The UK’s oil trade balance swung into the red for the first time in 13 years in September, the Office for National Statistics (ONS) has said.
The oil balance deficit was £254m after output was hit by delayed repair work on North Sea rigs, the ONS said.
The news came as the ONS revealed a surprise narrowing in the UK’s trade gap with the rest of the world.
A rise in exports to countries outside the European Union helped close the gap to £4.55bn from £5.16bn in August.
Experts had forecast that the trade deficit would be little changed at £5.1bn.
“The figures hint that the global economy is getting back on track after the recent soft patch seen in the US,” Investec economist Philip Shaw said.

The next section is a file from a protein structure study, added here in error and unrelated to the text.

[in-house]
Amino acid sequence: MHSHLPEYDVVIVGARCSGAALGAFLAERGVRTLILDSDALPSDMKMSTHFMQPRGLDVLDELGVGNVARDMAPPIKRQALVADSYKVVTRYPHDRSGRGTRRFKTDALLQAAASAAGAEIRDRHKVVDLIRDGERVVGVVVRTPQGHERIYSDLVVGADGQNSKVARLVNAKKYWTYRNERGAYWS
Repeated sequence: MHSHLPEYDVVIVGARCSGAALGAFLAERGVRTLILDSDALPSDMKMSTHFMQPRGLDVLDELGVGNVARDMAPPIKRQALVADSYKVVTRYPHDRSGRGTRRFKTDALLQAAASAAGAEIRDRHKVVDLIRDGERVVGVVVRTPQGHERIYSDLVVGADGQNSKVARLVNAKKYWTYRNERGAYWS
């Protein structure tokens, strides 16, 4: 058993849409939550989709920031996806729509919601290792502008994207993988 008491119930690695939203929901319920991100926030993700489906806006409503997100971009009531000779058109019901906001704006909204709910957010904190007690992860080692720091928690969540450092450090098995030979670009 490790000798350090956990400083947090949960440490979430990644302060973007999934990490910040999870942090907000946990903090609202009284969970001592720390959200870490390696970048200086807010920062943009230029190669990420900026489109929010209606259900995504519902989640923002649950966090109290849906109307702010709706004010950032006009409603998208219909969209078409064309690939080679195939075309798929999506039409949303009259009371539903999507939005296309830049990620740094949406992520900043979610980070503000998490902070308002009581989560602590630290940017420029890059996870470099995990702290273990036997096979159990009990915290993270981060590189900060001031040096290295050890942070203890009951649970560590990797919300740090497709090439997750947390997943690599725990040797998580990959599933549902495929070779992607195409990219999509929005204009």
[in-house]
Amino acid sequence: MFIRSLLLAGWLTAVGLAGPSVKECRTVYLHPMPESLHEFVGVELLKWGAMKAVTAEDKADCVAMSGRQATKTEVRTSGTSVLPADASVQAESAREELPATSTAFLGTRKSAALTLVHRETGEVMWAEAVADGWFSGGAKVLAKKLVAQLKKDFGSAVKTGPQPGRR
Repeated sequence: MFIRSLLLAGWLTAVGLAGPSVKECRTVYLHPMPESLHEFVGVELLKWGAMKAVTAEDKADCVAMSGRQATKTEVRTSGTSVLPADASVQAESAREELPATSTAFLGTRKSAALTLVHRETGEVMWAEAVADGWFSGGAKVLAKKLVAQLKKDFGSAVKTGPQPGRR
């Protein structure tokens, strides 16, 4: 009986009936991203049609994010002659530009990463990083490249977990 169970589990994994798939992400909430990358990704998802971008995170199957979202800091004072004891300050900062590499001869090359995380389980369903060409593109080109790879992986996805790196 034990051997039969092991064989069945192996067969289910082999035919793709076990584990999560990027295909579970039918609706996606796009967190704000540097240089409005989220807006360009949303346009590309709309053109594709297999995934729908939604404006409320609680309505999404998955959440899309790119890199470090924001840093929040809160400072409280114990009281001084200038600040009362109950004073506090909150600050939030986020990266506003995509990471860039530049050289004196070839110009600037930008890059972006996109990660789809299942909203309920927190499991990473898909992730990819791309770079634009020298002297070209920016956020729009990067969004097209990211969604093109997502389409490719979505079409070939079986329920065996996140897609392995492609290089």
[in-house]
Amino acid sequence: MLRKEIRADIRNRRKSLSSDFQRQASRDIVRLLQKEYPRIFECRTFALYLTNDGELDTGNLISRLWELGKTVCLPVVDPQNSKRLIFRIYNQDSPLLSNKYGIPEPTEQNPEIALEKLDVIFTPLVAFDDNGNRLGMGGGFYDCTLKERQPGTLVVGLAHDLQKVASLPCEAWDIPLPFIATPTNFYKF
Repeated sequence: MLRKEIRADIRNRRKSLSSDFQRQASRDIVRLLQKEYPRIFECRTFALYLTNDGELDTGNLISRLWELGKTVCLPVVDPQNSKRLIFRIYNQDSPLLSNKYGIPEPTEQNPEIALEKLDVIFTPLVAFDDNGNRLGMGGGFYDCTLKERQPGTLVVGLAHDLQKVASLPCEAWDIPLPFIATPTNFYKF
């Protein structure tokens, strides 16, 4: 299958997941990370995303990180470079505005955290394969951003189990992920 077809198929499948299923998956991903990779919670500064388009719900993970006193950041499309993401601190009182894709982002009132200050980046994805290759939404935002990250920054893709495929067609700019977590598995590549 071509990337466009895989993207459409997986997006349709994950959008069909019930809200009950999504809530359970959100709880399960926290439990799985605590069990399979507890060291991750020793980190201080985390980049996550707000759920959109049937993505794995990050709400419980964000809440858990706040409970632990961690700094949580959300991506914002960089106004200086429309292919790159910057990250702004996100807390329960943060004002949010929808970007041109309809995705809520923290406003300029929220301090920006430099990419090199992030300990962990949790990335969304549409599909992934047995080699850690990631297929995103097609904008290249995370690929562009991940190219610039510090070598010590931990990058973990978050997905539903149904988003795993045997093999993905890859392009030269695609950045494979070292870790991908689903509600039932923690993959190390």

Overall exports rose to £16.5bn in September, their highest level since May 2002 – but imports also hit a record high, the ONS added.
In August, the oil trade balance had stood at a surplus of £340m.
In August and July, smaller deficits than September’s had been recorded in the oil trade balance only to be revised away at a later date.
The UK is traditionally a net exporter thanks to its North Sea oil fields and the ONS added that it expected the UK to return to being a net importer in October.
However, analysts said that, even allowing for the disruption caused by maintenance, the deficit was a cause for concern.
“A £254m oil trade deficit is a worrying sign, especially as the price of oil stays around $50 per barrel,” said Andrij Halushka of the Centre for Economics and Business Research.